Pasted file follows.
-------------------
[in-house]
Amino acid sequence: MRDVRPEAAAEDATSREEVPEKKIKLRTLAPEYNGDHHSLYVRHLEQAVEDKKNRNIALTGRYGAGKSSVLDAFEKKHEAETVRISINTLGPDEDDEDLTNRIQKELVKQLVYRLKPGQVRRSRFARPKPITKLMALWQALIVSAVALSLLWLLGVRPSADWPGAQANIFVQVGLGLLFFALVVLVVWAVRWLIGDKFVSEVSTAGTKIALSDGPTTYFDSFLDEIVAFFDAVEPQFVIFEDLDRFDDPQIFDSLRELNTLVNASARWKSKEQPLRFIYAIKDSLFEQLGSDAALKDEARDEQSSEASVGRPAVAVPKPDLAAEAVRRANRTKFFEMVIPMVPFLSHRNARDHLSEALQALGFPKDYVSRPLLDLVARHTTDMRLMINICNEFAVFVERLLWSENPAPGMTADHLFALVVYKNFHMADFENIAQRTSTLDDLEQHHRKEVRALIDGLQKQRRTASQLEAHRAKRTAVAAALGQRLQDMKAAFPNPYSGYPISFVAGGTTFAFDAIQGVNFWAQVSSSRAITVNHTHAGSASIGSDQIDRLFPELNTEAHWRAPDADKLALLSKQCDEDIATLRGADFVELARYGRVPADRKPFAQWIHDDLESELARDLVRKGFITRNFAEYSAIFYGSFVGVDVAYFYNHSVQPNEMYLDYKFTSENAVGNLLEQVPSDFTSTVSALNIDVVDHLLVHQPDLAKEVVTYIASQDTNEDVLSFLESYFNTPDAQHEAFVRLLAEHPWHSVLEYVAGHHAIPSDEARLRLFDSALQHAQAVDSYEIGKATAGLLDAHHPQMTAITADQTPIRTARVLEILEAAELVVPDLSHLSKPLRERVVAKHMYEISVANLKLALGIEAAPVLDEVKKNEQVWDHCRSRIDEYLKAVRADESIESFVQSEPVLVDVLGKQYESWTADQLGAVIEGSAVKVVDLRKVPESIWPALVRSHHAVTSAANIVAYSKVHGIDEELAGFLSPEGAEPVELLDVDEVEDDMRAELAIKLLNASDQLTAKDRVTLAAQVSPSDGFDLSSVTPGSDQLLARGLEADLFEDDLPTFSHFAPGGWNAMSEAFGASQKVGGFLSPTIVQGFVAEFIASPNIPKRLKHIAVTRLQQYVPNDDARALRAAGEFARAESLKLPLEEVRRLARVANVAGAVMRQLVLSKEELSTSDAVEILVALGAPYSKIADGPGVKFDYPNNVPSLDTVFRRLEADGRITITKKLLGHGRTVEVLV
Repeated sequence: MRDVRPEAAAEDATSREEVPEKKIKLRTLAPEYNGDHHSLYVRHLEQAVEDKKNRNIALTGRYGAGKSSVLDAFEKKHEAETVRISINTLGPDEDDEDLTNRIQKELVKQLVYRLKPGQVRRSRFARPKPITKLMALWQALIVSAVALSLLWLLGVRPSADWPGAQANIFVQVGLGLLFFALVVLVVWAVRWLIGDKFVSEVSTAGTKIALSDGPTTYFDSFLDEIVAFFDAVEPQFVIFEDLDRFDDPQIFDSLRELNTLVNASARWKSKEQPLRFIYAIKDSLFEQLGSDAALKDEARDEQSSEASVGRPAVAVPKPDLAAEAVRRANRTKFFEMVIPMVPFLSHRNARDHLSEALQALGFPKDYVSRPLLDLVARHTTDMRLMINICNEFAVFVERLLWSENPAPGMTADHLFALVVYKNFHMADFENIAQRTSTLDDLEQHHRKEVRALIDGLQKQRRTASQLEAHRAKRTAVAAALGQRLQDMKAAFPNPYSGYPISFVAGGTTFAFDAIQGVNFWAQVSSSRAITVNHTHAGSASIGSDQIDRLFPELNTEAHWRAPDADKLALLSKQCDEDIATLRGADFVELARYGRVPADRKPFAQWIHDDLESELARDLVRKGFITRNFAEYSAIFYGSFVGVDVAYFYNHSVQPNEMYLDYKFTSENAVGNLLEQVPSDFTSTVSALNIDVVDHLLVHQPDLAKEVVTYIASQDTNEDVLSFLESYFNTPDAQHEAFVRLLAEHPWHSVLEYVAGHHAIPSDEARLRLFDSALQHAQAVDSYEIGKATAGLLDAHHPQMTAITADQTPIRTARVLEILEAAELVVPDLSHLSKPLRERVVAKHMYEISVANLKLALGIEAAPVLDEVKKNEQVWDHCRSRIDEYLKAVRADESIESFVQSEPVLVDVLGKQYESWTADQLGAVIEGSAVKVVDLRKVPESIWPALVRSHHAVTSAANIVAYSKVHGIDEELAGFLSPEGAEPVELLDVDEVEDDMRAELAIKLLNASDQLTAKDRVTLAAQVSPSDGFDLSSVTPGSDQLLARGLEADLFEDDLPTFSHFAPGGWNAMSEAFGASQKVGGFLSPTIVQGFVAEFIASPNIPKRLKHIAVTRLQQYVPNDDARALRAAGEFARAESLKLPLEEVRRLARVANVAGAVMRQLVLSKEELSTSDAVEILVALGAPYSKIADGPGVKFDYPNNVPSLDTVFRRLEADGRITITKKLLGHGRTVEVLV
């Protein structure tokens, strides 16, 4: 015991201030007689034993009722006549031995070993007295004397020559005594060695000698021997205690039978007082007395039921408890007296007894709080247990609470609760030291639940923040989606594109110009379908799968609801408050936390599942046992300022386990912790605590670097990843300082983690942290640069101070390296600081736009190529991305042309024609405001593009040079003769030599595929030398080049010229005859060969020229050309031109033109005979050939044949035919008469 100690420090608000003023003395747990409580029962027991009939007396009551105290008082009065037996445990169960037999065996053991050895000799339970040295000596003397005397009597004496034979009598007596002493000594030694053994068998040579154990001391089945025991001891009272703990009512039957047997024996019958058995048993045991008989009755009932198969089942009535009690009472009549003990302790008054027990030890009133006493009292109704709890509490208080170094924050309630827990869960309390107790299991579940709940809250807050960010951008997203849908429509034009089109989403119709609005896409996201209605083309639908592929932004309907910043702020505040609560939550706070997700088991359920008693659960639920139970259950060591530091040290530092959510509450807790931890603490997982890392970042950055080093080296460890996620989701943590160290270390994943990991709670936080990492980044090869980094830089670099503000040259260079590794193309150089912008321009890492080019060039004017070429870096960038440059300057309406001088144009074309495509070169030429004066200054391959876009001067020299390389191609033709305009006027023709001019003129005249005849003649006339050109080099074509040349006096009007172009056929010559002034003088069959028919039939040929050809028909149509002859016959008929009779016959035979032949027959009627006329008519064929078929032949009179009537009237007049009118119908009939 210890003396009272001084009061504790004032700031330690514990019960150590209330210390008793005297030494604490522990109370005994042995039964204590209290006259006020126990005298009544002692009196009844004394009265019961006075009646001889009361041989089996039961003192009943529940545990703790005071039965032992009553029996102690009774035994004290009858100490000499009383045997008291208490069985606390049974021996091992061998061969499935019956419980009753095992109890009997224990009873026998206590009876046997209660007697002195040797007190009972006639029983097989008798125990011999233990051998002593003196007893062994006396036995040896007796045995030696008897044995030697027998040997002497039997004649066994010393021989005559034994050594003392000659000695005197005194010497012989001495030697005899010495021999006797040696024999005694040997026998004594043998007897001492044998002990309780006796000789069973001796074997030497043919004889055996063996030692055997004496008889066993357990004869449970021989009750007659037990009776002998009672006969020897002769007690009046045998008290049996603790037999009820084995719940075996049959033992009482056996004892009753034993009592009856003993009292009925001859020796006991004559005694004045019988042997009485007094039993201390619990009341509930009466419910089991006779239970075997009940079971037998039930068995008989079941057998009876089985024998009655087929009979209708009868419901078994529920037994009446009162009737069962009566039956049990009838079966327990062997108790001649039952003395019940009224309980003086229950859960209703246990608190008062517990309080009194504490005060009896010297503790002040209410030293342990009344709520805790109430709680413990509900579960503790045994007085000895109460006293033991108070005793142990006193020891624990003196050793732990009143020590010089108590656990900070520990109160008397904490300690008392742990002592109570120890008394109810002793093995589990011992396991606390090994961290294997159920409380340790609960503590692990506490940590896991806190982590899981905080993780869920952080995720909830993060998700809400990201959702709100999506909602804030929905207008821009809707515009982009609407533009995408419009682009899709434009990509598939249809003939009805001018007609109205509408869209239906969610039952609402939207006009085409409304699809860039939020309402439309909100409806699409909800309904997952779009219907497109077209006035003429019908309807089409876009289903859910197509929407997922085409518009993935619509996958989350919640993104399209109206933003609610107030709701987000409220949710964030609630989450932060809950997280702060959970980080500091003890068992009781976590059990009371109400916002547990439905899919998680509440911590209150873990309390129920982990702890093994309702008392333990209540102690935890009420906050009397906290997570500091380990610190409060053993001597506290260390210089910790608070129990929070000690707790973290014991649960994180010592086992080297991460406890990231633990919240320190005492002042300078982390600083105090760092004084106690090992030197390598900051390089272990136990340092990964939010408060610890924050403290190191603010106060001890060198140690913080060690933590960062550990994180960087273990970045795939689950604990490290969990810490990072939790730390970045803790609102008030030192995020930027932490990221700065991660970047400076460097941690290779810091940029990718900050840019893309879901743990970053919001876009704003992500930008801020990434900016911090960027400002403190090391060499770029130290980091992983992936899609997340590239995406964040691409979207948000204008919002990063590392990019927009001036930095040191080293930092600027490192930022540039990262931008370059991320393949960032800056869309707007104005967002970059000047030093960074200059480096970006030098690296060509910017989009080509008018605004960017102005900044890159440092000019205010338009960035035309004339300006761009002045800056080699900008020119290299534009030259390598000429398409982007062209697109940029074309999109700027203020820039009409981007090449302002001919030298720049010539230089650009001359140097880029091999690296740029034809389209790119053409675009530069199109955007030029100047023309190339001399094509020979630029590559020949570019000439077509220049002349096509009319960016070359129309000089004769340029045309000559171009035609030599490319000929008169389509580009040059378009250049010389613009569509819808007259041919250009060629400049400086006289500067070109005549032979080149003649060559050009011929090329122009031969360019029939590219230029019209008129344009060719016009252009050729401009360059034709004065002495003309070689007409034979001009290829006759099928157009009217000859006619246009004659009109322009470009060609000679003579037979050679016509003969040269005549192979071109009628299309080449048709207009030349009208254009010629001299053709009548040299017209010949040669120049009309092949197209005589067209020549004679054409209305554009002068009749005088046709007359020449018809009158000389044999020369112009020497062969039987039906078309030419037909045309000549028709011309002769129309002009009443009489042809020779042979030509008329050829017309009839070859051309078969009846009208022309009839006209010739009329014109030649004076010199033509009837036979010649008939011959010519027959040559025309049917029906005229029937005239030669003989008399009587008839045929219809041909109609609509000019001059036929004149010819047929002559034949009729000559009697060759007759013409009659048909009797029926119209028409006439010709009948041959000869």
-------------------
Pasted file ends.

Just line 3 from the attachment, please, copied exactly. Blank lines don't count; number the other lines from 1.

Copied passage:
Repeated sequence: MRDVRPEAAAEDATSREEVPEKKIKLRTLAPEYNGDHHSLYVRHLEQAVEDKKNRNIALTGRYGAGKSSVLDAFEKKHEAETVRISINTLGPDEDDEDLTNRIQKELVKQLVYRLKPGQVRRSRFARPKPITKLMALWQALIVSAVALSLLWLLGVRPSADWPGAQANIFVQVGLGLLFFALVVLVVWAVRWLIGDKFVSEVSTAGTKIALSDGPTTYFDSFLDEIVAFFDAVEPQFVIFEDLDRFDDPQIFDSLRELNTLVNASARWKSKEQPLRFIYAIKDSLFEQLGSDAALKDEARDEQSSEASVGRPAVAVPKPDLAAEAVRRANRTKFFEMVIPMVPFLSHRNARDHLSEALQALGFPKDYVSRPLLDLVARHTTDMRLMINICNEFAVFVERLLWSENPAPGMTADHLFALVVYKNFHMADFENIAQRTSTLDDLEQHHRKEVRALIDGLQKQRRTASQLEAHRAKRTAVAAALGQRLQDMKAAFPNPYSGYPISFVAGGTTFAFDAIQGVNFWAQVSSSRAITVNHTHAGSASIGSDQIDRLFPELNTEAHWRAPDADKLALLSKQCDEDIATLRGADFVELARYGRVPADRKPFAQWIHDDLESELARDLVRKGFITRNFAEYSAIFYGSFVGVDVAYFYNHSVQPNEMYLDYKFTSENAVGNLLEQVPSDFTSTVSALNIDVVDHLLVHQPDLAKEVVTYIASQDTNEDVLSFLESYFNTPDAQHEAFVRLLAEHPWHSVLEYVAGHHAIPSDEARLRLFDSALQHAQAVDSYEIGKATAGLLDAHHPQMTAITADQTPIRTARVLEILEAAELVVPDLSHLSKPLRERVVAKHMYEISVANLKLALGIEAAPVLDEVKKNEQVWDHCRSRIDEYLKAVRADESIESFVQSEPVLVDVLGKQYESWTADQLGAVIEGSAVKVVDLRKVPESIWPALVRSHHAVTSAANIVAYSKVHGIDEELAGFLSPEGAEPVELLDVDEVEDDMRAELAIKLLNASDQLTAKDRVTLAAQVSPSDGFDLSSVTPGSDQLLARGLEADLFEDDLPTFSHFAPGGWNAMSEAFGASQKVGGFLSPTIVQGFVAEFIASPNIPKRLKHIAVTRLQQYVPNDDARALRAAGEFARAESLKLPLEEVRRLARVANVAGAVMRQLVLSKEELSTSDAVEILVALGAPYSKIADGPGVKFDYPNNVPSLDTVFRRLEADGRITITKKLLGHGRTVEVLV